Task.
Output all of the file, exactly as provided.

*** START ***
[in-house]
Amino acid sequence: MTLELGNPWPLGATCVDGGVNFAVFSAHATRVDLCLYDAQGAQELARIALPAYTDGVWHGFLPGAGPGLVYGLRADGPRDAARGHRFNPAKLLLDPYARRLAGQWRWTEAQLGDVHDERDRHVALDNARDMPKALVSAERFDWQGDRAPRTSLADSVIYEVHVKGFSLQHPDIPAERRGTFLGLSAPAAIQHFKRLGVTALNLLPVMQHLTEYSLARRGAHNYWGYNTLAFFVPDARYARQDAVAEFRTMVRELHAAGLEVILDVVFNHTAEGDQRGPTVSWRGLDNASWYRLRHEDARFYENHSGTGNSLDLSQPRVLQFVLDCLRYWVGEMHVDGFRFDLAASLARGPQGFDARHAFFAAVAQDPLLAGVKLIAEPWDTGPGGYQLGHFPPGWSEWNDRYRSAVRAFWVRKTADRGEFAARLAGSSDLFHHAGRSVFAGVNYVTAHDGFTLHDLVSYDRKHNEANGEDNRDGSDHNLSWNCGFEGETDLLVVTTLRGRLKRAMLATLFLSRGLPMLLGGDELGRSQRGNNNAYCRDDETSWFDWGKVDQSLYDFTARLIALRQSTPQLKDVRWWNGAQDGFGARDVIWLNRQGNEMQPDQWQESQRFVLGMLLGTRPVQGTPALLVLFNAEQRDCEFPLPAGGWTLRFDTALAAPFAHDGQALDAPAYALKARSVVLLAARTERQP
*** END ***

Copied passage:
[in-house]
Amino acid sequence: MTLELGNPWPLGATCVDGGVNFAVFSAHATRVDLCLYDAQGAQELARIALPAYTDGVWHGFLPGAGPGLVYGLRADGPRDAARGHRFNPAKLLLDPYARRLAGQWRWTEAQLGDVHDERDRHVALDNARDMPKALVSAERFDWQGDRAPRTSLADSVIYEVHVKGFSLQHPDIPAERRGTFLGLSAPAAIQHFKRLGVTALNLLPVMQHLTEYSLARRGAHNYWGYNTLAFFVPDARYARQDAVAEFRTMVRELHAAGLEVILDVVFNHTAEGDQRGPTVSWRGLDNASWYRLRHEDARFYENHSGTGNSLDLSQPRVLQFVLDCLRYWVGEMHVDGFRFDLAASLARGPQGFDARHAFFAAVAQDPLLAGVKLIAEPWDTGPGGYQLGHFPPGWSEWNDRYRSAVRAFWVRKTADRGEFAARLAGSSDLFHHAGRSVFAGVNYVTAHDGFTLHDLVSYDRKHNEANGEDNRDGSDHNLSWNCGFEGETDLLVVTTLRGRLKRAMLATLFLSRGLPMLLGGDELGRSQRGNNNAYCRDDETSWFDWGKVDQSLYDFTARLIALRQSTPQLKDVRWWNGAQDGFGARDVIWLNRQGNEMQPDQWQESQRFVLGMLLGTRPVQGTPALLVLFNAEQRDCEFPLPAGGWTLRFDTALAAPFAHDGQALDAPAYALKARSVVLLAARTERQP